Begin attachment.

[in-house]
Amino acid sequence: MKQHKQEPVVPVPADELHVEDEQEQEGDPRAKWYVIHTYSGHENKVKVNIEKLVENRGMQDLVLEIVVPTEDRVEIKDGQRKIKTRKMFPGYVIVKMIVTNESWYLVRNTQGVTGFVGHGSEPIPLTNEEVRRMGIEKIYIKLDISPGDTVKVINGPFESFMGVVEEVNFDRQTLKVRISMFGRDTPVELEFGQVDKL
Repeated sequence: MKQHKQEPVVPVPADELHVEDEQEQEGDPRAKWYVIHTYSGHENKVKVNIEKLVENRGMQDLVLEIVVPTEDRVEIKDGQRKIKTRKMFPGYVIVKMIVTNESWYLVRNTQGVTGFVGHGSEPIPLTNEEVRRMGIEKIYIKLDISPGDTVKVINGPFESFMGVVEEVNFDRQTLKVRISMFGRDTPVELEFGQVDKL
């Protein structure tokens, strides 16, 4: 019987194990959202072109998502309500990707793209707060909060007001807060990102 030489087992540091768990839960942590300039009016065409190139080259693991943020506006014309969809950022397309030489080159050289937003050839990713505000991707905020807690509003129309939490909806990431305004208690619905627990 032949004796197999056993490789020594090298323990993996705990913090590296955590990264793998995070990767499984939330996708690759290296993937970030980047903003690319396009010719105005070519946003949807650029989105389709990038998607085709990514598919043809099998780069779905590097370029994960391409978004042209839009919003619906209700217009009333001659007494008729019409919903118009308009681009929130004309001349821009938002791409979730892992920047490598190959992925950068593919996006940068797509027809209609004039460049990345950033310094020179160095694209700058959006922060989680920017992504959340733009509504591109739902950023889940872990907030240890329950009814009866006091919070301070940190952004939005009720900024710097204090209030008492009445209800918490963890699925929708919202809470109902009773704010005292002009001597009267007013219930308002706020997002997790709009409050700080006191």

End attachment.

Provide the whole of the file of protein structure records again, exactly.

[in-house]
Amino acid sequence: MKQHKQEPVVPVPADELHVEDEQEQEGDPRAKWYVIHTYSGHENKVKVNIEKLVENRGMQDLVLEIVVPTEDRVEIKDGQRKIKTRKMFPGYVIVKMIVTNESWYLVRNTQGVTGFVGHGSEPIPLTNEEVRRMGIEKIYIKLDISPGDTVKVINGPFESFMGVVEEVNFDRQTLKVRISMFGRDTPVELEFGQVDKL
Repeated sequence: MKQHKQEPVVPVPADELHVEDEQEQEGDPRAKWYVIHTYSGHENKVKVNIEKLVENRGMQDLVLEIVVPTEDRVEIKDGQRKIKTRKMFPGYVIVKMIVTNESWYLVRNTQGVTGFVGHGSEPIPLTNEEVRRMGIEKIYIKLDISPGDTVKVINGPFESFMGVVEEVNFDRQTLKVRISMFGRDTPVELEFGQVDKL
């Protein structure tokens, strides 16, 4: 019987194990959202072109998502309500990707793209707060909060007001807060990102 030489087992540091768990839960942590300039009016065409190139080259693991943020506006014309969809950022397309030489080159050289937003050839990713505000991707905020807690509003129309939490909806990431305004208690619905627990 032949004796197999056993490789020594090298323990993996705990913090590296955590990264793998995070990767499984939330996708690759290296993937970030980047903003690319396009010719105005070519946003949807650029989105389709990038998607085709990514598919043809099998780069779905590097370029994960391409978004042209839009919003619906209700217009009333001659007494008729019409919903118009308009681009929130004309001349821009938002791409979730892992920047490598190959992925950068593919996006940068797509027809209609004039460049990345950033310094020179160095694209700058959006922060989680920017992504959340733009509504591109739902950023889940872990907030240890329950009814009866006091919070301070940190952004939005009720900024710097204090209030008492009445209800918490963890699925929708919202809470109902009773704010005292002009001597009267007013219930308002706020997002997790709009409050700080006191």